“Why don’t the Gulf States support the Palestinians? The pro-Israel bias argument is a way of justifying the lack of Arab money to support Palestinians,” said Mitchell. “I?don’t believe cutting off aid to either will force either to do what the U.S. wants. I don’t believe that. They are too proud.”

Mitchell said he believes positive incentives to encourage the two sides to come together and negotiate would be more effective; among them, the U.S. could create a Palestinian fund as an incentive for peace that would become available to Palestinians when progress moves forward towards self-governance. It would help pave the way for a better life and a better future that includes housing, jobs, and opportunities for their children that they do not now have and have not had for over half a century, said Mitchell.

Mitchell makes more recommendations about how the peace process could move forward in “The Negotiator.”

There will be times of peace and conflict and no final peace is ever assured, said Mitchell, but the trend towards peace can grow to regional stability.

“Don’t forget that Europe was shaped by similarly long conflicts,” he said.

American interests rightly govern foreign policy, according to Mitchell, but today’s world requires a broad definition of national interest. Middle East stability clearly fits the category, he said.

He said that while the U.S. has a clear and compelling interest in staying involved in the Middle East to reduce violence and upheaval, it is also clear that America should not be blamed nor intervene in every problem in the world.

 History is long and the conflicts in the Middle East have deep religious and tribal roots that go back centuries before the U.S. was founded, said Mitchell. The West and the U.S. have played a heavy role in fanning some conflicts and have a responsibility to help in some, but solving them outright is beyond American ability.

“There can be no doubt about the fallibility of U.S. 

policy in the region, but the principal criticism is that the U.S. did intervene in Iraq under Bush and didn’t intervene in Syria under Obama assumes that we are both the cause and the solution.”

“I?think Obama’s response in Syria was inadequate, but the U.S. cannot solve that problem by itself,” he said. 

Again, Mitchell turned to history for perspective.

“Aleppo has been devastated four or five times over the past 2,000 years. That was long before the U.S. existed. Today, Syria has become a proxy war for Saudi Arabia and the Gulf States and Iran to fight their Sunni-Shia battles on someone else’s soil. That is a contributing factor in the ongoing conflict.”

Mitchell returned to recent history of Iraq when 5,000 Kurds were gassed under Saddam Hussein’s rule and the Shia were an underclass.

Then back to a lesson from the 1920s British revolt where a Sunni tribal leader in Mosul met and stabbed the highest- ranking British official in Iraq. That triggered the British-Iraqi war. Now, we have the grandson of that Sunni leader who is a leader in ISIS (The Islamic State in Iraq and Syria), said Mitchell.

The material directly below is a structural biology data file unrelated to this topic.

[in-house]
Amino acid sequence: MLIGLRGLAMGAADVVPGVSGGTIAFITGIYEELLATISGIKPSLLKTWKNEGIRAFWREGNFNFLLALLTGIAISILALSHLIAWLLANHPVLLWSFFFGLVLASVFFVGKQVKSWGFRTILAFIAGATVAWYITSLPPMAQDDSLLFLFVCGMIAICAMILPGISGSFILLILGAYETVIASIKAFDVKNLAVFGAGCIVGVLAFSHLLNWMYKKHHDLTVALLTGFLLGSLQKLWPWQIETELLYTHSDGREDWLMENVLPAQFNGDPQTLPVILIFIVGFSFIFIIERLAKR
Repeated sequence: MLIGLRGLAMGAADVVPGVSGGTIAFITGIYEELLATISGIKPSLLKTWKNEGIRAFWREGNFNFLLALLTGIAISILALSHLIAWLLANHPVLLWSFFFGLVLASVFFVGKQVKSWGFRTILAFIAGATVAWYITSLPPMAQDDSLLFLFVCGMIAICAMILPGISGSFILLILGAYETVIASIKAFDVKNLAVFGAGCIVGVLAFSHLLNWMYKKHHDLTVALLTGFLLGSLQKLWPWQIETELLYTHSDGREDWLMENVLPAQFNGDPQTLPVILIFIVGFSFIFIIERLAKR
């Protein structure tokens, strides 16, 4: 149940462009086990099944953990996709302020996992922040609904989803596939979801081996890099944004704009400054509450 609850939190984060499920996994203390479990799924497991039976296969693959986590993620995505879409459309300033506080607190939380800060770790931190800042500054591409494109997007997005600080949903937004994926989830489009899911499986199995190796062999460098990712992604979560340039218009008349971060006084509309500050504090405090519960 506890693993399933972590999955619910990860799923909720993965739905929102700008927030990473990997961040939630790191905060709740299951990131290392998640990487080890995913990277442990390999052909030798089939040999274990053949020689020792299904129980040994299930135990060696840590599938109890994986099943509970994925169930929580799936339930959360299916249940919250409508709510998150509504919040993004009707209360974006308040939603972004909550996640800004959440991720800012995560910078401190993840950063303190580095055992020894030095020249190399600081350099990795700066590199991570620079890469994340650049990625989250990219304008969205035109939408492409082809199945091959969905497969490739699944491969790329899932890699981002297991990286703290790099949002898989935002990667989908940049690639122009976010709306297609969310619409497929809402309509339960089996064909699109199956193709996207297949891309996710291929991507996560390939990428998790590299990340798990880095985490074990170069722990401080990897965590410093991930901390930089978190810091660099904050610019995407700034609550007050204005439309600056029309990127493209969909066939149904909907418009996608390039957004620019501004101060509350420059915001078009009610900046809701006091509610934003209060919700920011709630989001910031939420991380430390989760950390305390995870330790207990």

“And then there is the Shia cleric Muqtada al-Sadr,” he said.

Muqtada al-Sadr’s militia fought American soldiers in post-Saddam Iraq. Now a powerful political player with a large following, al-Sadr is draped in the flag of nationalism and calling for peace protests as he positions himself to become champion of Iraqi’s poor and a foe of ISIS. He has a huge popular following.

The Sadr family were clerics and their involvement in unpredictable activism goes back to at least the beginning of the 20th century.

The conflicts run deep and long and while the U.S. can play a role in fostering stability, they cannot erase history, said Mitchell. Nor is peace an endgame. It will always be a process. What the U.S. can do is encourage a generally shared prosperity and help shepherd regional stability. 

As to the common view that the U.S. is in decline at  home and abroad and the world had become less safe, Mitchell disagrees. 

“In the twentieth century,  a hundred million people were killed in war. That is not true today. Though that could happen in another world war, it’s unlikely given the strength of the U.S. and our allies,” he said.

And democracy has always been threatened since the Greeks first introduced it.

“Today, 2,500 years later, democracy still faces challenges and the world is still a dangerous place,” he said.

“The long period of post–World War II stability has come to an end,” said Mitchell. “What we are experiencing now is more normal than not.” 

A nation and its place in the world are not fixed. They are ever-evolving and require adaptation. Fear and stasis is the alternative, according to Mitchell.

America cannot escape the modern reality that the industrial revolution, which helped launch the nation to prosperity and global prominence, is behind us. The technological age is upon us. There is much to value, he said, noting the leaps in science over the past two decades.

Manufacturing jobs, even if they return, will mostly be automated. Everyone knows it, he said.

No amount of wishing that the past will return will make it so, said Mitchell.